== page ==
Study Finds Apitolisib Less Effective Than Everolimus in Metastatic Renal Cell Carcinoma


Key Points

  • In a phase II trial of patients with metastatic clear cell renal cell carcinoma, everolimus was associated with better progression-free survival than apitolisib.
  • Apitolisib was associated with increased toxicity.

As reported in the Journal of Clinical Oncology by Powles et al, the dual PI3K/mTOR inhibitor apitolisib was inferior to the mTOR inhibitor everolimus (Afinitor) in progression-free survival in a phase II trial in patients with metastatic clear cell renal cell carcinoma progressing on or after vascular endothelial growth factor (VEGF) inhibitor therapy.   

Progression-Free Survival

In the open-label trial, 85 patients from sites in the United States and Europe were randomized to receive apitolisib at 40 mg (n = 42) or everolimus at 10 mg (n = 43) once daily.  After 67 events, at a median follow-up of 16.6 months, median progression-free survival was 3.7 months in the apitolisib group vs 6.1 months in the everolimus group (hazard ratio [HR] = 2.12, P < .01). Median overall survival was 16.5 vs 22.8 months (HR  = 1.77, P = .06). The objective response rate was 7.1% vs 11.6%.


Grade ≥ 3 adverse events were more common in the apitolisib group (74% vs 44%), including a higher incidence of rash (24% vs 2%) and hyperglycemia (40% vs 9%). Adverse events led to discontinuation of treatment in 31% vs 12%.

A retrospective biomarker analysis indicated that VHL mutation was associated with greater progression-free survival with everolimus but not with apitolisib and that high hypoxia-inducible factor 1a protein expression was associated with better outcome in both groups.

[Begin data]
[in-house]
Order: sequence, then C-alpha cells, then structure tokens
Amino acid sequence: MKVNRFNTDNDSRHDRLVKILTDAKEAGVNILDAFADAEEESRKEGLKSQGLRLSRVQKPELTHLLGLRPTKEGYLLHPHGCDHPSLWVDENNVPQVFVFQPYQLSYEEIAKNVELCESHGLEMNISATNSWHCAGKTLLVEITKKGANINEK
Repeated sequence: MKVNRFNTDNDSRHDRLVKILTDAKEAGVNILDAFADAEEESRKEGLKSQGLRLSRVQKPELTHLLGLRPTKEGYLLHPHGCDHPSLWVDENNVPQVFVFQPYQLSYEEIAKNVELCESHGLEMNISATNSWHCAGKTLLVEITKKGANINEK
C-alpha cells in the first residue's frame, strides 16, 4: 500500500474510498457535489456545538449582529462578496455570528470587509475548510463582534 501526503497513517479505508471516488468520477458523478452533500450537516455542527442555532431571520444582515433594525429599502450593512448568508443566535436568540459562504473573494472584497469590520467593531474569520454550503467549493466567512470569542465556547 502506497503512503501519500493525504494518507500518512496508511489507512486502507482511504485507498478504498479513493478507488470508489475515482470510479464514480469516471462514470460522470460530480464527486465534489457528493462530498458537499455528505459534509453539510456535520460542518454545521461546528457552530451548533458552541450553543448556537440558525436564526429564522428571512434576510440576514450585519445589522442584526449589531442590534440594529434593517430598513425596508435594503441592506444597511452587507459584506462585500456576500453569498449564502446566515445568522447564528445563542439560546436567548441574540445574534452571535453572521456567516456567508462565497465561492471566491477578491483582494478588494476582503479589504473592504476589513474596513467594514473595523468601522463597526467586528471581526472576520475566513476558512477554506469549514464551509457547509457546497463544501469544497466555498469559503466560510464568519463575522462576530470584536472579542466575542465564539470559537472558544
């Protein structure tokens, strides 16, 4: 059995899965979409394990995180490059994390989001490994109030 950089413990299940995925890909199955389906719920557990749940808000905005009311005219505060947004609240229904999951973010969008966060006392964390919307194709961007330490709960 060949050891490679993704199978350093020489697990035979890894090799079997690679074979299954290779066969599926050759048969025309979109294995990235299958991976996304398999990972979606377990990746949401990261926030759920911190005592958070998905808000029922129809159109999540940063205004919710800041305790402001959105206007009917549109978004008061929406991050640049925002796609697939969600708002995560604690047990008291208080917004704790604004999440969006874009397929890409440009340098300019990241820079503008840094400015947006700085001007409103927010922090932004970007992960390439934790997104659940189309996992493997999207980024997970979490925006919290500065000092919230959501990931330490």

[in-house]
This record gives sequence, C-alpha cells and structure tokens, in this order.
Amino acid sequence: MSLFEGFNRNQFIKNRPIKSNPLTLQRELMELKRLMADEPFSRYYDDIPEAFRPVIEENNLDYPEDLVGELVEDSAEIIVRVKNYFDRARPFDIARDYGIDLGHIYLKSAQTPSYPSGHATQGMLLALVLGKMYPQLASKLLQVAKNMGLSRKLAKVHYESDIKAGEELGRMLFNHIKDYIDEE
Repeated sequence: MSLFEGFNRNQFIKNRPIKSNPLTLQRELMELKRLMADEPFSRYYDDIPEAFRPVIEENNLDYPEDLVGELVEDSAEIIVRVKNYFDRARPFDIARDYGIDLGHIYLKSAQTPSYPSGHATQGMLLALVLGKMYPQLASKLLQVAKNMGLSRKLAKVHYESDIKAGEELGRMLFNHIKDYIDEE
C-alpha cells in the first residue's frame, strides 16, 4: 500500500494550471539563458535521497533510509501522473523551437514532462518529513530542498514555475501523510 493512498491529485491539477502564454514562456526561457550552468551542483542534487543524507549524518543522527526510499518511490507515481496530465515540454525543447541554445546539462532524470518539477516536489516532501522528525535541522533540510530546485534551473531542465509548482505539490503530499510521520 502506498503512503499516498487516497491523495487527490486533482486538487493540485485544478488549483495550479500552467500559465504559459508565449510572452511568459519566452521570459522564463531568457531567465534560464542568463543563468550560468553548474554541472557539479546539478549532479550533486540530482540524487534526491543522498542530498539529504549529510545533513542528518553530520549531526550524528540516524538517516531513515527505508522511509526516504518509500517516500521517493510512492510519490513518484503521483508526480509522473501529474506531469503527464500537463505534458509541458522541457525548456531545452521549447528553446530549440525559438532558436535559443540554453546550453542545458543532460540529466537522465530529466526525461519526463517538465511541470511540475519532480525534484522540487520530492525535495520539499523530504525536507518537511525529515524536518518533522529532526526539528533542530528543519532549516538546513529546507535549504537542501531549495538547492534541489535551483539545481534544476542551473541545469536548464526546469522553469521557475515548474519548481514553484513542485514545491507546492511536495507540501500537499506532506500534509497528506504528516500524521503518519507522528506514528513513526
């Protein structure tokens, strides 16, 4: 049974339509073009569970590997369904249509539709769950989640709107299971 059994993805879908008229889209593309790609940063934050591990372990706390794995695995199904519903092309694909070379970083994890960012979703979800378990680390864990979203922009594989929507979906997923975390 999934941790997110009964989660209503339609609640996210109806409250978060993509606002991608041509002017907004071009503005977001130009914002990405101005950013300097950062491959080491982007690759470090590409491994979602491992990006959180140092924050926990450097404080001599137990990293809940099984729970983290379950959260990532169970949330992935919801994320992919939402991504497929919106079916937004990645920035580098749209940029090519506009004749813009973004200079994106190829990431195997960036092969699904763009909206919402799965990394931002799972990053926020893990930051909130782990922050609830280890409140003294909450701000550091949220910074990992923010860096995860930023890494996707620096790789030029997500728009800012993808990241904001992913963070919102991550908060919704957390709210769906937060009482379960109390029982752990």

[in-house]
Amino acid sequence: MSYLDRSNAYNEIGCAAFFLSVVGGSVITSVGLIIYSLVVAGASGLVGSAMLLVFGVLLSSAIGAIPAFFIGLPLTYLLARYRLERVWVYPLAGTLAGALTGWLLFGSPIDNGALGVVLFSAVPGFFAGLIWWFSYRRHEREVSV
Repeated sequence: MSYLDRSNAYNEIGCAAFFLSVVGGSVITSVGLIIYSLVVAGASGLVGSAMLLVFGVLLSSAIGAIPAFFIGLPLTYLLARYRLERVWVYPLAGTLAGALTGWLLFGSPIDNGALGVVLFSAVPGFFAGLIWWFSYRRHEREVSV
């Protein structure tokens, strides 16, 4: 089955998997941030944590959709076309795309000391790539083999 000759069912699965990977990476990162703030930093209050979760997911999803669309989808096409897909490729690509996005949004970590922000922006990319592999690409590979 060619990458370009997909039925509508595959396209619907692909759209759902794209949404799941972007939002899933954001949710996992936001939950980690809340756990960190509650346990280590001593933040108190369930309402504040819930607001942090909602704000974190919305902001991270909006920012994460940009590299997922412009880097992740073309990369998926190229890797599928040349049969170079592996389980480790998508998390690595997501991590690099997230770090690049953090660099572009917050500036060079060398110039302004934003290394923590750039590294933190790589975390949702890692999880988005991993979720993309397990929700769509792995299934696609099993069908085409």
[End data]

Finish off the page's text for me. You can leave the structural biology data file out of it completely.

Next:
The investigators concluded: “This study demonstrated that dual PI3K/mTOR inhibition by apitolisib was less effective than was everolimus in [metastatic] RCC, likely because full blockade of PI3K/mTOR signaling resulted in multiple on-target adverse events. VHL mutation and hypoxia-inducible factor 1a expression may be predictive of an mTOR inhibitor benefit, although prospective validation is required.”

The study was supported by Genentech.

Thomas Powles, MD, of Queen Mary University of London, is the corresponding author of the Journal of Clinical Oncology article.

The content in this post has not been reviewed by the American Society of Clinical Oncology, Inc. (ASCO®) and does not necessarily reflect the ideas and opinions of ASCO®.